On 1548 kHz, Capital Radio from London or BBC Radio Bristol - easy.
On 1485 kHz, which is dominated by Classic Gold from Newbury in this area, I could now hear BBC Southern Counties Radio from Brighton by nulling out Classic Gold. This was previously impossible, as with a conventional loop both Brighton and Newbury are approximately 180 degrees apart, so the nulls of both are in the same direction.

Later that night, for the first time, I was able to log two of the 1 Watt low power AM stations currently operating on 1350 kHz - Radio Yare (Gt. Yarmouth) and Sunshine Radio (Liverpool) - for the first time, and what's more, choose between them at the flick of a switch! Signal strength and overall clarity was superior on the K9AY to either my 100m Beverage or 30m long wire and this was despite having constructed much smaller loops than recommended in the instructions that came with the K9AY.
It also surprised me to find that reception on shortwave frequencies up to about 12 MHz was almost as good on the K9AY as on my 30m longwire - although the directional properties of the phasing system tail off above about 2 MHz so that on shortwave it acts as an omnidirectional amplified wire, and although signal strengths are somewhat lower than on the longwire, being further from the house it is less prone to TV and other interference.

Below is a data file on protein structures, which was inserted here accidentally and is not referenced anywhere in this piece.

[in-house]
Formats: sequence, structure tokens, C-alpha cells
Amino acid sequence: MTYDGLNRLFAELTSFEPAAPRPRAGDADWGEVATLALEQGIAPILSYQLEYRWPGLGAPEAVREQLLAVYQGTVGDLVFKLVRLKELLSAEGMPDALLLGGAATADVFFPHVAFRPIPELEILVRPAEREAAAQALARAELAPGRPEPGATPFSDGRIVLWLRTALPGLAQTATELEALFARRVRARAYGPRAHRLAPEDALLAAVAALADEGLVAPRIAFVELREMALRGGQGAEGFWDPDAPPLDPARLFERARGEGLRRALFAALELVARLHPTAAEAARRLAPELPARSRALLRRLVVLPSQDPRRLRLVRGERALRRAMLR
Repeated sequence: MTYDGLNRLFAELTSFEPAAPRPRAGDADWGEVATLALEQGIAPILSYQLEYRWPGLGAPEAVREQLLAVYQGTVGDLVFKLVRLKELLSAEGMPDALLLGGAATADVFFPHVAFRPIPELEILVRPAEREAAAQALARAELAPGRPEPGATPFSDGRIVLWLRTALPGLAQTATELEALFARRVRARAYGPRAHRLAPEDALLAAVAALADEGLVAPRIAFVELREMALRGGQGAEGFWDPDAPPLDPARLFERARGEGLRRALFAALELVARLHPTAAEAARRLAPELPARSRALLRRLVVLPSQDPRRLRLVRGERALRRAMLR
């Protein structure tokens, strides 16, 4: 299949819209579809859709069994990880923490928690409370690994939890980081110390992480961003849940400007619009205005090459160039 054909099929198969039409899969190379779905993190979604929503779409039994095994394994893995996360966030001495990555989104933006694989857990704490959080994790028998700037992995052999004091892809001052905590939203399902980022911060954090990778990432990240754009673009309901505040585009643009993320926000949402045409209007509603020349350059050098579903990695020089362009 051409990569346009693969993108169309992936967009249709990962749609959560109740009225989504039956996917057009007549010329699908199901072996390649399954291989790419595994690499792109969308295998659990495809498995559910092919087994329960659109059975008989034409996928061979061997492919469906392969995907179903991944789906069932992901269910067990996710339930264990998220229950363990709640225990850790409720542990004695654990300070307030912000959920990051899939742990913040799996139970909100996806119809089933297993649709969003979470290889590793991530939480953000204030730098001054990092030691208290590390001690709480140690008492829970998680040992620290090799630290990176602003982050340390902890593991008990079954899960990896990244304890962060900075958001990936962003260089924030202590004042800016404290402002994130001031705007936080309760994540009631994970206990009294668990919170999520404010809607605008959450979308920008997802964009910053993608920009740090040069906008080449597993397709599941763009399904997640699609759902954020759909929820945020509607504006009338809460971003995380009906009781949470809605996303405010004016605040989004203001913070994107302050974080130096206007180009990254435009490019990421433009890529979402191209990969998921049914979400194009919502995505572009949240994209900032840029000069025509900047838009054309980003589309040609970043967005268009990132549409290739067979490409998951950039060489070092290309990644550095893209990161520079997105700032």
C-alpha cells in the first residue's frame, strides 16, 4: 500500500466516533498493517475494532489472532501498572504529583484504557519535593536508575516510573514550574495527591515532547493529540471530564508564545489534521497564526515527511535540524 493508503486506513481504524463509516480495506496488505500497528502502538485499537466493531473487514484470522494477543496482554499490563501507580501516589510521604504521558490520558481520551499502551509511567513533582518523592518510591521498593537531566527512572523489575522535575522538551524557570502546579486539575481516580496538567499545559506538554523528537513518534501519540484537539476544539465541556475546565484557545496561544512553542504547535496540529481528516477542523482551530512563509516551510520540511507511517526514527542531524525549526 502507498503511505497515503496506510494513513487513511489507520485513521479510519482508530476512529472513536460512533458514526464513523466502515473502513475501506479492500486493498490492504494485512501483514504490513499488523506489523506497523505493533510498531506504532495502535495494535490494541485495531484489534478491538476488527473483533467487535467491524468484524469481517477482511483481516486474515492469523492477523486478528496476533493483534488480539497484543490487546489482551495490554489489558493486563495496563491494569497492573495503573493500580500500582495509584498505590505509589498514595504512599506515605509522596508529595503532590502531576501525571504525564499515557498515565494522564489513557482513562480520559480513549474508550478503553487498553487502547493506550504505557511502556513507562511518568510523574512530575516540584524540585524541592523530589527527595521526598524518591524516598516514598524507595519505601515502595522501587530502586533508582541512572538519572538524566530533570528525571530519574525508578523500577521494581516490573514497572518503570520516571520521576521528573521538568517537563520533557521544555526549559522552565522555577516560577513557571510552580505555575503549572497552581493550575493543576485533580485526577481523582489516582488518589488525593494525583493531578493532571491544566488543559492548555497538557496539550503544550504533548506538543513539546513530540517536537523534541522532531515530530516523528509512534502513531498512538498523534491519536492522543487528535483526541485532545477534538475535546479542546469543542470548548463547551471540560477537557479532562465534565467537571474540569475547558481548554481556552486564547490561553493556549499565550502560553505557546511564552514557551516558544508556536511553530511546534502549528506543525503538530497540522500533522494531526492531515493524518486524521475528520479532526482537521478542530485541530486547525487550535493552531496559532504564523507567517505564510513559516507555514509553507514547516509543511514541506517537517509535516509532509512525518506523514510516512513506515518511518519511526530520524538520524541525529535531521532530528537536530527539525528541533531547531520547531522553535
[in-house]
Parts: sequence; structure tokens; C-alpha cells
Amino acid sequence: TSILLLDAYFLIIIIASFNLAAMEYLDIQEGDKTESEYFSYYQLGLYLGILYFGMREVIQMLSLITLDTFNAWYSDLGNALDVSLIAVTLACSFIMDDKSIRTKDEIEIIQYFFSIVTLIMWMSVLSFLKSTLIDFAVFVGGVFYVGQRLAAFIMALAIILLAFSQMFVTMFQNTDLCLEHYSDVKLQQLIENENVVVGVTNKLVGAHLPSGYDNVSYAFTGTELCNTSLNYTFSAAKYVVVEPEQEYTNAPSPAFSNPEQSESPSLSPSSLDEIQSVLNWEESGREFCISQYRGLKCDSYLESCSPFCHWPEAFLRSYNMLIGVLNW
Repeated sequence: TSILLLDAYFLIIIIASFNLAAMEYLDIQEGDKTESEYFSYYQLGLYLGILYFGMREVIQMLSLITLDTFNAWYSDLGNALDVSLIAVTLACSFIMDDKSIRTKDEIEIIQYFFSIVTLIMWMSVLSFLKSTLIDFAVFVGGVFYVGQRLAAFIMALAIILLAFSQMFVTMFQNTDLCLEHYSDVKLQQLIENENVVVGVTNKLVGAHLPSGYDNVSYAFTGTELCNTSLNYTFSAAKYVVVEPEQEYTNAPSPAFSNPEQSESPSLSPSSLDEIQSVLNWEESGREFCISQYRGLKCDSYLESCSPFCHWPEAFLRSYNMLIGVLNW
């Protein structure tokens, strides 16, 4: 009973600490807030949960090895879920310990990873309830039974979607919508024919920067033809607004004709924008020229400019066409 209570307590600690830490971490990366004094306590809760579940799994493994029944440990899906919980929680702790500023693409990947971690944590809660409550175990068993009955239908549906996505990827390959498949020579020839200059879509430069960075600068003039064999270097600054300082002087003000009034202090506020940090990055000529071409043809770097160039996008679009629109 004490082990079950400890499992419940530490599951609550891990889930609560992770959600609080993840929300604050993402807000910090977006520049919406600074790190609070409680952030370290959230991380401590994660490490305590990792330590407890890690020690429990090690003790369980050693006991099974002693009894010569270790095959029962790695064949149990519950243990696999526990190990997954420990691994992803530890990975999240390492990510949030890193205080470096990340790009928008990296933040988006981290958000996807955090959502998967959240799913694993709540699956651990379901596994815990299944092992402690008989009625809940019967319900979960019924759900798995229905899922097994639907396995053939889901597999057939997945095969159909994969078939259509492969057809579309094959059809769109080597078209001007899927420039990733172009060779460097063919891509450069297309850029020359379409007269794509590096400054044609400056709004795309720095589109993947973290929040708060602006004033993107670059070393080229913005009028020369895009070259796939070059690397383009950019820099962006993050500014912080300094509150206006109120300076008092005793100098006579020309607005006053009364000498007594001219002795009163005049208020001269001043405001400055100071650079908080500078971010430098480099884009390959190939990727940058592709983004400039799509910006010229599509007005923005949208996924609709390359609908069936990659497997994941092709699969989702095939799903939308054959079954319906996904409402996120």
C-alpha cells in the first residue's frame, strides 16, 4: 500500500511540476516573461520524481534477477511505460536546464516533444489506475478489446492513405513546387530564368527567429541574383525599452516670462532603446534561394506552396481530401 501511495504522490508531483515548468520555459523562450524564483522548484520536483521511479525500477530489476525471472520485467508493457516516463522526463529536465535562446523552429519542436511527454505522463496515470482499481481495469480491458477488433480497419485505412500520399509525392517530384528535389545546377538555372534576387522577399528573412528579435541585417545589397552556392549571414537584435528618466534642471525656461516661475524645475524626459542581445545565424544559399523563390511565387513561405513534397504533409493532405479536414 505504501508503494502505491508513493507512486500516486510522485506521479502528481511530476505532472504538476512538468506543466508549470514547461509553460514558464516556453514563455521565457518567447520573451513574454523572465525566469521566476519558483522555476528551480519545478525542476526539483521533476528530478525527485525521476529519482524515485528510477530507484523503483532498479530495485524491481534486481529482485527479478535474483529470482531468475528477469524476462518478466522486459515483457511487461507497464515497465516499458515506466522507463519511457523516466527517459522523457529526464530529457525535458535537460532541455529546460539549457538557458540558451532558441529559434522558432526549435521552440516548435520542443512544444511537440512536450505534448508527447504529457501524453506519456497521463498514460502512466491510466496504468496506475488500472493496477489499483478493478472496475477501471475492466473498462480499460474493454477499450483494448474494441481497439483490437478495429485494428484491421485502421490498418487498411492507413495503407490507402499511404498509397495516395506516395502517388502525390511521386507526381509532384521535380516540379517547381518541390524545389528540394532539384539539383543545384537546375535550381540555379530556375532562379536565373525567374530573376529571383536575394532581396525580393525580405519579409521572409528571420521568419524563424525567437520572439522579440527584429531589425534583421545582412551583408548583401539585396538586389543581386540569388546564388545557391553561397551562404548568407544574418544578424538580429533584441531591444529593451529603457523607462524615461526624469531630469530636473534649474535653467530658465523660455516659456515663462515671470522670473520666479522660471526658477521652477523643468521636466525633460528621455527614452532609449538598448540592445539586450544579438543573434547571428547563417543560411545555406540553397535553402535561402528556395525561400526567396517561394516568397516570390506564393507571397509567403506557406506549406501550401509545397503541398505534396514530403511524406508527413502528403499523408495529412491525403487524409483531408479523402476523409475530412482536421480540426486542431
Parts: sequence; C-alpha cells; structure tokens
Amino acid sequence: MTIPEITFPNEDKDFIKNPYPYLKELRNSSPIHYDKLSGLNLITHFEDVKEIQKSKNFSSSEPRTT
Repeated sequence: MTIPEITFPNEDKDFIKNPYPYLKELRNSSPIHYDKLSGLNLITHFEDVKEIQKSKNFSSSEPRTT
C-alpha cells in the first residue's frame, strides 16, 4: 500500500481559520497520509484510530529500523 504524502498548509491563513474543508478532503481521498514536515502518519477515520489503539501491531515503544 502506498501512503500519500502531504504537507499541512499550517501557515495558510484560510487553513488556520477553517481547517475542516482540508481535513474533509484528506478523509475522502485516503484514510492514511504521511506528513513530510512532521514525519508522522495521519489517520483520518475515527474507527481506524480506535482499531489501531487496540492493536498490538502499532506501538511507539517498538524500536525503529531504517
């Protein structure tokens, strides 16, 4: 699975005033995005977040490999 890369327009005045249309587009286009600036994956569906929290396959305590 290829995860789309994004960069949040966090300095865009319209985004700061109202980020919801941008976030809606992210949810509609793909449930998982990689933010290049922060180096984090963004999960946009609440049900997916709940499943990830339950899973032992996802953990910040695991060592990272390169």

After some four months of using the K9AY I find that I am completely hooked and don't know what I'd do without it. On mediumwave, in virtually all circumstances, it outperforms my 100m Beverage and 30m long wire providing stronger, clearer signals. One recent annual RSL Raven Sound, had proved elusive for several years due to its exceptionally low signal strength, but with the K9AY I was able to pull it out of the noise for the first time (no signal at all on the other aerials).
Further afield, another first time for me was reception of the local Radio Rurale station in Labe, Guinea on 1386 kHz, heard clearly on the K9AY, but again inaudible on the other aerials. With the three recent "offshore" RSLs it has made the difference between good almost 100% listenable reception, to poor, often noisy signals on my other antennas.

While I was writing this review on 22nd August it again proved itself by enabling me to receive Radio Silverstone on 1602 kHz clearly for the first time by nulling out BBC Radio Kent on the same frequency.
So, for anyone interested in mediumwave DX I can heartily recommend this aerial.
The version I tested came with a 15dB amplifier which more than proved its worth, especially with the smaller loops I built. Ideally, the two loops should be 25m in circumference, but the ones I constructed were only about half that size - for which you will need around 5m x 5m of garden space to erect them.
Although the instructions advise that the lower part of the loops should be a minimum of 0.5m off the ground, mine just lies on the lawn and it seems to work well enough - it achieves nulls of between 30-40dB on most MW signals. I can only wonder at the sort of results that would be achieved with a full sized loop raised off the ground, but I would need to move house first as my garden is typical of most Victorian terraces, being long but narrow - only 5m wide.

Details of the K9AY and other aerials are available from Andy Ikin at Wellbrook Communications, Wellbrook House, Brookside Road, Bransgore, Christchurch BH23 8NA. Tel 01425 674174.

Reproduced with author's permission. First published in Communication, September 1999. Communication is the monthly journal of the
British DX Club.